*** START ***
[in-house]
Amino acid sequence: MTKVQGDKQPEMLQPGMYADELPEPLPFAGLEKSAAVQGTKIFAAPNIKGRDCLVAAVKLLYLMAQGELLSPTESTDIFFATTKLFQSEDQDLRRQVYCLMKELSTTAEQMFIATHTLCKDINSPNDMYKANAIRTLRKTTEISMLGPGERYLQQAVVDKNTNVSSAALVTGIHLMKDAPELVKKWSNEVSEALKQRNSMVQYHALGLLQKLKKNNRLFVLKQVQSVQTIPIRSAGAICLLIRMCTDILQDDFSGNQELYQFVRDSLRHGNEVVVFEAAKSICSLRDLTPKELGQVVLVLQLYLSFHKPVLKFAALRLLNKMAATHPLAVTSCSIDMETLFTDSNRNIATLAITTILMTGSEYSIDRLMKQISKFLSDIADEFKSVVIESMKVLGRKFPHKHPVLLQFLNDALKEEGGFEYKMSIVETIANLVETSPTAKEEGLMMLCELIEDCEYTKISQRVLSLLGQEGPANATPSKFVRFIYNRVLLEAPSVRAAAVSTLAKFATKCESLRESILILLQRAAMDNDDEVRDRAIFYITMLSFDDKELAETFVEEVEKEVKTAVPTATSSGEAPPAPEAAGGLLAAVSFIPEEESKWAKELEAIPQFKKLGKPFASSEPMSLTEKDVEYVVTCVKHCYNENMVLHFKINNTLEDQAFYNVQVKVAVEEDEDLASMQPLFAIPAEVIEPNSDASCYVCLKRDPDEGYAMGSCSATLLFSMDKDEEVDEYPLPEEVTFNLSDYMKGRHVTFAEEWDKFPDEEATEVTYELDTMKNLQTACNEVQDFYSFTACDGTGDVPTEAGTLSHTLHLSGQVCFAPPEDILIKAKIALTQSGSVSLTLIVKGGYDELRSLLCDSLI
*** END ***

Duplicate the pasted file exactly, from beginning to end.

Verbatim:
[in-house]
Amino acid sequence: MTKVQGDKQPEMLQPGMYADELPEPLPFAGLEKSAAVQGTKIFAAPNIKGRDCLVAAVKLLYLMAQGELLSPTESTDIFFATTKLFQSEDQDLRRQVYCLMKELSTTAEQMFIATHTLCKDINSPNDMYKANAIRTLRKTTEISMLGPGERYLQQAVVDKNTNVSSAALVTGIHLMKDAPELVKKWSNEVSEALKQRNSMVQYHALGLLQKLKKNNRLFVLKQVQSVQTIPIRSAGAICLLIRMCTDILQDDFSGNQELYQFVRDSLRHGNEVVVFEAAKSICSLRDLTPKELGQVVLVLQLYLSFHKPVLKFAALRLLNKMAATHPLAVTSCSIDMETLFTDSNRNIATLAITTILMTGSEYSIDRLMKQISKFLSDIADEFKSVVIESMKVLGRKFPHKHPVLLQFLNDALKEEGGFEYKMSIVETIANLVETSPTAKEEGLMMLCELIEDCEYTKISQRVLSLLGQEGPANATPSKFVRFIYNRVLLEAPSVRAAAVSTLAKFATKCESLRESILILLQRAAMDNDDEVRDRAIFYITMLSFDDKELAETFVEEVEKEVKTAVPTATSSGEAPPAPEAAGGLLAAVSFIPEEESKWAKELEAIPQFKKLGKPFASSEPMSLTEKDVEYVVTCVKHCYNENMVLHFKINNTLEDQAFYNVQVKVAVEEDEDLASMQPLFAIPAEVIEPNSDASCYVCLKRDPDEGYAMGSCSATLLFSMDKDEEVDEYPLPEEVTFNLSDYMKGRHVTFAEEWDKFPDEEATEVTYELDTMKNLQTACNEVQDFYSFTACDGTGDVPTEAGTLSHTLHLSGQVCFAPPEDILIKAKIALTQSGSVSLTLIVKGGYDELRSLLCDSLI